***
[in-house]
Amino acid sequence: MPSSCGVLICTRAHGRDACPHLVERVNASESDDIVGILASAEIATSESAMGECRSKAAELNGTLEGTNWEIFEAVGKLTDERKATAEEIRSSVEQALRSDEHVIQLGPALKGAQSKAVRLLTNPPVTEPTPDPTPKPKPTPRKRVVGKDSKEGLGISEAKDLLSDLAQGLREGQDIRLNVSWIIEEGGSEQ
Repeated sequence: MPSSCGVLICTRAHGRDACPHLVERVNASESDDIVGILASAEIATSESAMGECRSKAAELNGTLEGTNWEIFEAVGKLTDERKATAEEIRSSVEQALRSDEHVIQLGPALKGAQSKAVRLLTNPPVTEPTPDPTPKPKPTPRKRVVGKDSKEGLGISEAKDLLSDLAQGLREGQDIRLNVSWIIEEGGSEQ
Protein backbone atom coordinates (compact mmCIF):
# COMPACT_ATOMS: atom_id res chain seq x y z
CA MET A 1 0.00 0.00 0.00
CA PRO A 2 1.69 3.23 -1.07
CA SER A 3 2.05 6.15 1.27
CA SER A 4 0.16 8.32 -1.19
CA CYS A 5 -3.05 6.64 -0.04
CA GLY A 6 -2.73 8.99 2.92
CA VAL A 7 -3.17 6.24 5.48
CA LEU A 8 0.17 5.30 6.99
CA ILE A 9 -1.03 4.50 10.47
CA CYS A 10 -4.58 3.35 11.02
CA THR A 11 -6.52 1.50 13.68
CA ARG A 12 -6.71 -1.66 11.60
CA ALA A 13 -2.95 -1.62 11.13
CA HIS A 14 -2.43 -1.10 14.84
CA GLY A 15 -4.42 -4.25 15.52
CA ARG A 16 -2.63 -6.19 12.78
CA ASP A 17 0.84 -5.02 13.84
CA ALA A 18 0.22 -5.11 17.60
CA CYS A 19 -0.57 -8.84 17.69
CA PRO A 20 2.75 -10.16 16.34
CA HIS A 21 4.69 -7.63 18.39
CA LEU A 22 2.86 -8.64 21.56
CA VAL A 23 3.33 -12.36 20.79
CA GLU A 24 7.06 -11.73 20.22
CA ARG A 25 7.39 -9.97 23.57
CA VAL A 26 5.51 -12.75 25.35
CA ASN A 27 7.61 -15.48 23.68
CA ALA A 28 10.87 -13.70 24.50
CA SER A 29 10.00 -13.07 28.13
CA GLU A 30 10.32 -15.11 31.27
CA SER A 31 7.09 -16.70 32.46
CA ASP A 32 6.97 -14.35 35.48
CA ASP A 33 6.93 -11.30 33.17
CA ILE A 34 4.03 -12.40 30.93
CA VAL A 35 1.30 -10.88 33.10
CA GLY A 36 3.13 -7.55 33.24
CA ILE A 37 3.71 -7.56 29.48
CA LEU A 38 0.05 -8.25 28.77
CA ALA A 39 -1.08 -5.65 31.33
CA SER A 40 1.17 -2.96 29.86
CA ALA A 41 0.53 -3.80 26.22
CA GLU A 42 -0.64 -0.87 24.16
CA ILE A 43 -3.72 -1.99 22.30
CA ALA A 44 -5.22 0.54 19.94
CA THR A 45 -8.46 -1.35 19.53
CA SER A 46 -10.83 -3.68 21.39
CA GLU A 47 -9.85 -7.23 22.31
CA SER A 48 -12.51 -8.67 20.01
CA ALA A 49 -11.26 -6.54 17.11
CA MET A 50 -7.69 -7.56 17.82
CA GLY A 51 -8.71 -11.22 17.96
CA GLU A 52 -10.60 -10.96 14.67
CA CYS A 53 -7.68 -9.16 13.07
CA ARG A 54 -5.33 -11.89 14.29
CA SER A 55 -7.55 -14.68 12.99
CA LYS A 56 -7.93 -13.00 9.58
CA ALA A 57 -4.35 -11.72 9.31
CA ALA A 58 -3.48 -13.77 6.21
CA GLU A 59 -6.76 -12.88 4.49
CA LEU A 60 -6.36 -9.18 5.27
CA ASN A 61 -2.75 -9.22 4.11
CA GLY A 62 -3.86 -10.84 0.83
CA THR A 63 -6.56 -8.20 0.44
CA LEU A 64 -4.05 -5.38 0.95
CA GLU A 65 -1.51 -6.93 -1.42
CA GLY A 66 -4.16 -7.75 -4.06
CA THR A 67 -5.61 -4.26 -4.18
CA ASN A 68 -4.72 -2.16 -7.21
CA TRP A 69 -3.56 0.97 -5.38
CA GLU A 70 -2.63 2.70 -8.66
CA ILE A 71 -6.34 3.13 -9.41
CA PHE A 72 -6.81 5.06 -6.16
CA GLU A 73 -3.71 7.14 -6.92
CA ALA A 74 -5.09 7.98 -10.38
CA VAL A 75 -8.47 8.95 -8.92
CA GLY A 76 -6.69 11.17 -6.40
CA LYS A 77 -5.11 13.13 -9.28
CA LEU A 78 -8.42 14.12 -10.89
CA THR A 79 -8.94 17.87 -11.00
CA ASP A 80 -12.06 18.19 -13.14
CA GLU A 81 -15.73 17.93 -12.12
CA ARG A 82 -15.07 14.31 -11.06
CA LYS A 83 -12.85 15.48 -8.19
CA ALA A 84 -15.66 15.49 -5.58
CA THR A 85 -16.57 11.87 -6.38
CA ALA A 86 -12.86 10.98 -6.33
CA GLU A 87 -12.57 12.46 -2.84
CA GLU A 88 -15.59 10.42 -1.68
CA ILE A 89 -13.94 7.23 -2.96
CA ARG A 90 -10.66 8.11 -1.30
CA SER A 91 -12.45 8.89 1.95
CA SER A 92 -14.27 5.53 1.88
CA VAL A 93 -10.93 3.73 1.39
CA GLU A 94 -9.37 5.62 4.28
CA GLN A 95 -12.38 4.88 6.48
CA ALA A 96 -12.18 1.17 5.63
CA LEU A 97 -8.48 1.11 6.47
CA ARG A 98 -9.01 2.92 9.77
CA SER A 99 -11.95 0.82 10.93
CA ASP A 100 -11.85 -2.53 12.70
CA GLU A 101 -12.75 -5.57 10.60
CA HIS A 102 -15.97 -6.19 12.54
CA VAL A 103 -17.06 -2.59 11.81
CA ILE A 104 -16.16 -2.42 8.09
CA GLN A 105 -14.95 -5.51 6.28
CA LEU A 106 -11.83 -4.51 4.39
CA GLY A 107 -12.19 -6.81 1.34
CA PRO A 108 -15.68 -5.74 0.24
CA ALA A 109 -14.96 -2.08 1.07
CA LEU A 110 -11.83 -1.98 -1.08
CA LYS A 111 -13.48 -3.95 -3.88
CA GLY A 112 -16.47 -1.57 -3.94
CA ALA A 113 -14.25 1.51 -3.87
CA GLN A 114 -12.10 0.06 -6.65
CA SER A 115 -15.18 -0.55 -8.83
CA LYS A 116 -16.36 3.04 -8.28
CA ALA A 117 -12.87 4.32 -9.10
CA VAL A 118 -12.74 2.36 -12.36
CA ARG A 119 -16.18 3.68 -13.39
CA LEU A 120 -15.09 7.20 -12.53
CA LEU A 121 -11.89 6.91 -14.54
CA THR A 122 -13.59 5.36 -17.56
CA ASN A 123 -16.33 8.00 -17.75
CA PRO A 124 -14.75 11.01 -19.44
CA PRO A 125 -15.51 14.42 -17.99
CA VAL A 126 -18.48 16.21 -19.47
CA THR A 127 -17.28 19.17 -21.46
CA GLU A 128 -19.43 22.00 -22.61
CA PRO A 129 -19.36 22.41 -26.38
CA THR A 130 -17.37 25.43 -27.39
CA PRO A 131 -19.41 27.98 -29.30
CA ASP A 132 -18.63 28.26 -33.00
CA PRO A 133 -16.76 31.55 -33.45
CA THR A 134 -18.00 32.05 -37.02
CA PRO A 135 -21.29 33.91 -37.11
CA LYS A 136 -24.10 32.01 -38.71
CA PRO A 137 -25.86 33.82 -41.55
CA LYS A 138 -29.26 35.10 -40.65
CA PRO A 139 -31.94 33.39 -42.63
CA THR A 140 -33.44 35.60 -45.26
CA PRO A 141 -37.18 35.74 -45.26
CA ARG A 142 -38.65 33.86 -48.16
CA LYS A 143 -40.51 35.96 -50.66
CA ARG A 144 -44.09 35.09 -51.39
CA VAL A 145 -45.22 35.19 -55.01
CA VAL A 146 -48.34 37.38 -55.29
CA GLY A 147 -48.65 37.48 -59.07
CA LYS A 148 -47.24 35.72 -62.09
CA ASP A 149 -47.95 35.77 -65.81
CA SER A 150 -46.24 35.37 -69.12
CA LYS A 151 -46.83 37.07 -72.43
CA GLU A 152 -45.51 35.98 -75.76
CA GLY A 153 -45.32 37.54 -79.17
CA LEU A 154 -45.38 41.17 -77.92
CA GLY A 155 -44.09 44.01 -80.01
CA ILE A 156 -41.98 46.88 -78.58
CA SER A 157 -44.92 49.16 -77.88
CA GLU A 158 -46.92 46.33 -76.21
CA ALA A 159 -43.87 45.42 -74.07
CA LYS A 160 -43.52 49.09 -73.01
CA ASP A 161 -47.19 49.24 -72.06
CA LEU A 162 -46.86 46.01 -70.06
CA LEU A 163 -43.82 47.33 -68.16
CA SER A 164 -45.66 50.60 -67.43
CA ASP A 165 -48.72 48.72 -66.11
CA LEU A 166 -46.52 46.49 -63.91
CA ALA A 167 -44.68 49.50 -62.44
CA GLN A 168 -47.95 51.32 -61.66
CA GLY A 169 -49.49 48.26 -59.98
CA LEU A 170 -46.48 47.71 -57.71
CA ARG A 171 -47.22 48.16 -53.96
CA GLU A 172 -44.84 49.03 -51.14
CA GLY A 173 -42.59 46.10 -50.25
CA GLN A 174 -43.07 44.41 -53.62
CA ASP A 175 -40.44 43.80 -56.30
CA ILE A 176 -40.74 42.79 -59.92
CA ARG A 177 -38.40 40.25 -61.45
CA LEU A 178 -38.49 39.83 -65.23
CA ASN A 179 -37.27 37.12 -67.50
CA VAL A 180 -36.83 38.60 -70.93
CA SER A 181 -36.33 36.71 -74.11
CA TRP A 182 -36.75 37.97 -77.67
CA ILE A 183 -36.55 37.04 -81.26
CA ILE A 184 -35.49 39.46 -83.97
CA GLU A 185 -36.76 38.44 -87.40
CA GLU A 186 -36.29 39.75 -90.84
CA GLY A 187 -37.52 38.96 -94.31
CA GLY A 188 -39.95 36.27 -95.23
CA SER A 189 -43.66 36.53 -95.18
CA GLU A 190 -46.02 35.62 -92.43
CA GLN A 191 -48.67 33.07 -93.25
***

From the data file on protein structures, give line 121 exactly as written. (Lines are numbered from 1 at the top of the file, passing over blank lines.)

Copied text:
CA LYS A 116 -16.36 3.04 -8.28